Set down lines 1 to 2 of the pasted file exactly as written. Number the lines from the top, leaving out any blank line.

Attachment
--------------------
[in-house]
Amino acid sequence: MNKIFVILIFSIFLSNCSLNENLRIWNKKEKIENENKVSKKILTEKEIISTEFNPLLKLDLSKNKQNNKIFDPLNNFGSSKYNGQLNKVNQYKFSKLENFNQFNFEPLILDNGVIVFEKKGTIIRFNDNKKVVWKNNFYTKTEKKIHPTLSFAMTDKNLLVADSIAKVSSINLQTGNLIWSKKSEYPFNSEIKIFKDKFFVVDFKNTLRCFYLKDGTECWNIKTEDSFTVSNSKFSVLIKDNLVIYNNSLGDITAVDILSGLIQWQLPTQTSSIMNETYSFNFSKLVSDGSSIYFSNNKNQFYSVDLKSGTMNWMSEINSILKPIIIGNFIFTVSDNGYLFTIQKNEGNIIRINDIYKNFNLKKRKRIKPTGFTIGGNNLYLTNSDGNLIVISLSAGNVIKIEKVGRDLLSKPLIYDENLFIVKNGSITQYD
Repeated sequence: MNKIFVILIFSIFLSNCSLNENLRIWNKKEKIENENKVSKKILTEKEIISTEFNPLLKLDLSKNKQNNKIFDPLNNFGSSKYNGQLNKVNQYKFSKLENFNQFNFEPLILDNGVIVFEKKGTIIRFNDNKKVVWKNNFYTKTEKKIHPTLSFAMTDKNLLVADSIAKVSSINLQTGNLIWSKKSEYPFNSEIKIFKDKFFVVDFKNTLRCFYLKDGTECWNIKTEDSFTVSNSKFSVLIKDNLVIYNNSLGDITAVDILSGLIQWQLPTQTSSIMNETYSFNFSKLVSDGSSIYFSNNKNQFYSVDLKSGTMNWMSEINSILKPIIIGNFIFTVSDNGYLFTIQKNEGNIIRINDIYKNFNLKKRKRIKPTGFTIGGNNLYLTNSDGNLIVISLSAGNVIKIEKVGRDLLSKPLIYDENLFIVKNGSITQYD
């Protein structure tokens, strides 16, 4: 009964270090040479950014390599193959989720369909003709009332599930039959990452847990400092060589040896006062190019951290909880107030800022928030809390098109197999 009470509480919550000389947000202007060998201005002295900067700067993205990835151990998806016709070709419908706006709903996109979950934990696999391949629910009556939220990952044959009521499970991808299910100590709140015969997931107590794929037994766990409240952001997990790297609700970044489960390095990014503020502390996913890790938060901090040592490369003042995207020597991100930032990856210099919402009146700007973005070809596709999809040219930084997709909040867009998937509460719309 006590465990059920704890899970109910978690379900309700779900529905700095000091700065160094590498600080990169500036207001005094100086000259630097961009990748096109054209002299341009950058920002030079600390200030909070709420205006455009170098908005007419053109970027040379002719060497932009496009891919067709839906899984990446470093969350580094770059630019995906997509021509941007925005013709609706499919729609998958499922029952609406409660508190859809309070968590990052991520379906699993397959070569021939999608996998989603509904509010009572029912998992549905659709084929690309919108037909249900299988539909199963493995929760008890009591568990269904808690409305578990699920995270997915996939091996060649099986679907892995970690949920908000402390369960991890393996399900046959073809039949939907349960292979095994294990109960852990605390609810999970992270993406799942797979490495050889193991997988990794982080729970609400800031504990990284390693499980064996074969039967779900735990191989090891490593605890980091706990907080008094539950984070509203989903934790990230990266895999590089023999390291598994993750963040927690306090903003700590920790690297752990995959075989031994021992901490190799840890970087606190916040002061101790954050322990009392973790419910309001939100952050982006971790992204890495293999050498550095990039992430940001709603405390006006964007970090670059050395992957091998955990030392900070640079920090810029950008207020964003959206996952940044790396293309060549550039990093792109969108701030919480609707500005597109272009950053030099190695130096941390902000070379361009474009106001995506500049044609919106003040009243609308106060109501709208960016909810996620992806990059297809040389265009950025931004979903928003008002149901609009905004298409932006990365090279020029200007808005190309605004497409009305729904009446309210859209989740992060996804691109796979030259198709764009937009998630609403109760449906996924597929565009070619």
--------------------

[in-house]
Amino acid sequence: MNKIFVILIFSIFLSNCSLNENLRIWNKKEKIENENKVSKKILTEKEIISTEFNPLLKLDLSKNKQNNKIFDPLNNFGSSKYNGQLNKVNQYKFSKLENFNQFNFEPLILDNGVIVFEKKGTIIRFNDNKKVVWKNNFYTKTEKKIHPTLSFAMTDKNLLVADSIAKVSSINLQTGNLIWSKKSEYPFNSEIKIFKDKFFVVDFKNTLRCFYLKDGTECWNIKTEDSFTVSNSKFSVLIKDNLVIYNNSLGDITAVDILSGLIQWQLPTQTSSIMNETYSFNFSKLVSDGSSIYFSNNKNQFYSVDLKSGTMNWMSEINSILKPIIIGNFIFTVSDNGYLFTIQKNEGNIIRINDIYKNFNLKKRKRIKPTGFTIGGNNLYLTNSDGNLIVISLSAGNVIKIEKVGRDLLSKPLIYDENLFIVKNGSITQYD